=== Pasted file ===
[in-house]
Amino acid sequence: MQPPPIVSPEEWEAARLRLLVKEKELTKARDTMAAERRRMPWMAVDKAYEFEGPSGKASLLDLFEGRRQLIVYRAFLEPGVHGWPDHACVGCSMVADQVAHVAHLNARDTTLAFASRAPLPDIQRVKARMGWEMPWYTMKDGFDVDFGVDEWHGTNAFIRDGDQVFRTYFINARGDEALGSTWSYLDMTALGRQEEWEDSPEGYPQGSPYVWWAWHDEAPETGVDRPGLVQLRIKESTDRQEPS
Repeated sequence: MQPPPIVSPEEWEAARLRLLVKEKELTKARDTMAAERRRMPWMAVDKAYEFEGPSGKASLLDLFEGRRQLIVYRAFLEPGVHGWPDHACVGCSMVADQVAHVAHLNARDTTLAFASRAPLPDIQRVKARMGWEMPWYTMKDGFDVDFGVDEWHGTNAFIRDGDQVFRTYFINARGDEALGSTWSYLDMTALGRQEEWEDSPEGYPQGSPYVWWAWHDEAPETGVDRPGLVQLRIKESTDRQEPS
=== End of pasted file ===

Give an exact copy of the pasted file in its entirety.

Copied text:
[in-house]
Amino acid sequence: MQPPPIVSPEEWEAARLRLLVKEKELTKARDTMAAERRRMPWMAVDKAYEFEGPSGKASLLDLFEGRRQLIVYRAFLEPGVHGWPDHACVGCSMVADQVAHVAHLNARDTTLAFASRAPLPDIQRVKARMGWEMPWYTMKDGFDVDFGVDEWHGTNAFIRDGDQVFRTYFINARGDEALGSTWSYLDMTALGRQEEWEDSPEGYPQGSPYVWWAWHDEAPETGVDRPGLVQLRIKESTDRQEPS
Repeated sequence: MQPPPIVSPEEWEAARLRLLVKEKELTKARDTMAAERRRMPWMAVDKAYEFEGPSGKASLLDLFEGRRQLIVYRAFLEPGVHGWPDHACVGCSMVADQVAHVAHLNARDTTLAFASRAPLPDIQRVKARMGWEMPWYTMKDGFDVDFGVDEWHGTNAFIRDGDQVFRTYFINARGDEALGSTWSYLDMTALGRQEEWEDSPEGYPQGSPYVWWAWHDEAPETGVDRPGLVQLRIKESTDRQEPS